The Electrical Worker online
March 2022

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A Career for Everyone

Like so many of you, the day I joined the IBEW was a turning point in my life. Belonging to this great brotherhood allowed me to seize control of my own future and make a comfortable middle-class life for myself and my family.

I found my way into the IBEW after a few years of college and searching for the right fit. For others, the IBEW is a family tradition. Some of you chose this path after leaving the military or even after many years in another career. Let me be clear: There's no wrong way to join the IBEW and earn the respect you deserve on the job.

But this month I'd like to talk about reaching young people to help them consider all the options available to them in the trades before they make important decisions about their futures. And that starts in high school.

For way too long, schools have been pushing young people into four-year degrees as the only option for success. But we know the truth. College isn't for everyone, and in many cases substandard colleges are preying on kids and turning them out into a world saddled with debt and facing grim job prospects.

Meanwhile, the demand for skilled tradesmen and women is skyrocketing. In many jurisdictions, the median starting salary for an IBEW apprentice is significantly higher than the salary for an entry-level college graduate. And with the IBEW, there's no debt, no cost, no four-year delay in building for your future.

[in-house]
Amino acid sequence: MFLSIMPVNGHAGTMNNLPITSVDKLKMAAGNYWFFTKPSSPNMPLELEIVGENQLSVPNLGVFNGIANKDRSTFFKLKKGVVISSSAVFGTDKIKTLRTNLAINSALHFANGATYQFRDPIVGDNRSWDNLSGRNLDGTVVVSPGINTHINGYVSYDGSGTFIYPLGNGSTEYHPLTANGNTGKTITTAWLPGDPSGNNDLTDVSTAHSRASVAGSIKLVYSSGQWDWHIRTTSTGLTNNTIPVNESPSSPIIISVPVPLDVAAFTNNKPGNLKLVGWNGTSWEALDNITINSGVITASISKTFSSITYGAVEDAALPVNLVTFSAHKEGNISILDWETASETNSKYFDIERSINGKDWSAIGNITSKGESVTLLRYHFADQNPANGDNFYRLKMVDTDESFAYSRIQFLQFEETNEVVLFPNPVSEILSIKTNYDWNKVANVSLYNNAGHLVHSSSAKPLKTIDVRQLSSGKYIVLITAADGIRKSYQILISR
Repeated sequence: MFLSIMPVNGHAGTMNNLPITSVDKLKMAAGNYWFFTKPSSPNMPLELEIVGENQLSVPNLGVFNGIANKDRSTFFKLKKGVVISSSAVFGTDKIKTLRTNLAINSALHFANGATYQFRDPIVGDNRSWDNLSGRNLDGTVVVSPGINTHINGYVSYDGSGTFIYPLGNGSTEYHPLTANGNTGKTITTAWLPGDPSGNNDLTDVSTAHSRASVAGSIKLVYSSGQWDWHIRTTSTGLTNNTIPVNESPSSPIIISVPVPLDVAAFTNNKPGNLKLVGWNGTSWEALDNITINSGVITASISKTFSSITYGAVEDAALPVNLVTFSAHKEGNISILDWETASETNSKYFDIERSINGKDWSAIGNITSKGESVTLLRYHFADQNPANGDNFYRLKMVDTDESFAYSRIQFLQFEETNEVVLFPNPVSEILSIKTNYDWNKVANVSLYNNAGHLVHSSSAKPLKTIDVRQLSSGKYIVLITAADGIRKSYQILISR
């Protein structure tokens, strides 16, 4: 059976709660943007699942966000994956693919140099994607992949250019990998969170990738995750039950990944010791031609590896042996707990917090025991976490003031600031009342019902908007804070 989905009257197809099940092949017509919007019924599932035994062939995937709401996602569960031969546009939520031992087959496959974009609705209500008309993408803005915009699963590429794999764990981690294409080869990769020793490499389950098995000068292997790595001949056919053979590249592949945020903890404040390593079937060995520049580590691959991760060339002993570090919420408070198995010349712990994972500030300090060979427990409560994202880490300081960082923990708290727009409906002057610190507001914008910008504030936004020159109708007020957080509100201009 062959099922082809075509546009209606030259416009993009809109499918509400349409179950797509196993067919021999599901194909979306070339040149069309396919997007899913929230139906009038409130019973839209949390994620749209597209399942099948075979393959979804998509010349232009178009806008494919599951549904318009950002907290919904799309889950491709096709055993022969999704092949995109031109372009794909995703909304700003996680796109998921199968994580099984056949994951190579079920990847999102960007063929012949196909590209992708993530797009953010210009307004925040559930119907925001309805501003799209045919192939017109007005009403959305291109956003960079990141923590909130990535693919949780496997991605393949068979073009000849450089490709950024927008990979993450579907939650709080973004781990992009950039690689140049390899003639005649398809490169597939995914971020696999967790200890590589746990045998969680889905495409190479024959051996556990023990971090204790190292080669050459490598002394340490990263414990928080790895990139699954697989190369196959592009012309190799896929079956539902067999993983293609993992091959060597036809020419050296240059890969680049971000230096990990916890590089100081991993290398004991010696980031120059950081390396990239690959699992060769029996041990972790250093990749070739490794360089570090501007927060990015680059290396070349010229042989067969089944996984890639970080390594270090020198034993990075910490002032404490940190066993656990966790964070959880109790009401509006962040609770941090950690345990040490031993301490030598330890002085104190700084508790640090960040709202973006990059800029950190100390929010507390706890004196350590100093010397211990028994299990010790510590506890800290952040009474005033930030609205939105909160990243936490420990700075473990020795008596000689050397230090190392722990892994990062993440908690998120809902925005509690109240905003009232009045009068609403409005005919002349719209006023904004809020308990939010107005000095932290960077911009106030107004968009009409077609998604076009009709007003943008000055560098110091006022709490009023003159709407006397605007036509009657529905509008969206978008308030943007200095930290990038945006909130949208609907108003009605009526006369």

I'm not saying every high school graduate should join the IBEW, but for those who aren't sure that college is the right choice, it's on you and me and every IBEW local union to reach those young people and educate them on the opportunities that could be there for them in the trades.

In Canada this January, the government launched an advertising campaign to promote the skilled trades as a strong first-choice career path for youth and young adults. First District International Vice President Tom Reid and his staff were an integral part of the process and deserve a lot of credit for helping to push for this pro-worker policy. That's the kind of forward thinking we need from government at every level.

In the U.S., many local unions are out in their community's schools regularly making young people aware of the opportunity an apprenticeship brings, too.

In this month's "My IBEW Story," you'll meet a young woman who wouldn't have been a part of this great union without a high school shop teacher who showed her that there was a different path. A school field trip to the local hall led to her being accepted as an apprentice and making a career in the electrical trade.

We're stronger as a union when we reach beyond our walls and invite our communities' young people in. Keep spreading the gospel of the trades and the union movement. We're changing lives for the better.


Also: Stephenson: Investing in Organizing Read Stephenson's Column

Kenneth W. Cooper

Kenneth W. Cooper
International Secretary-Treasurer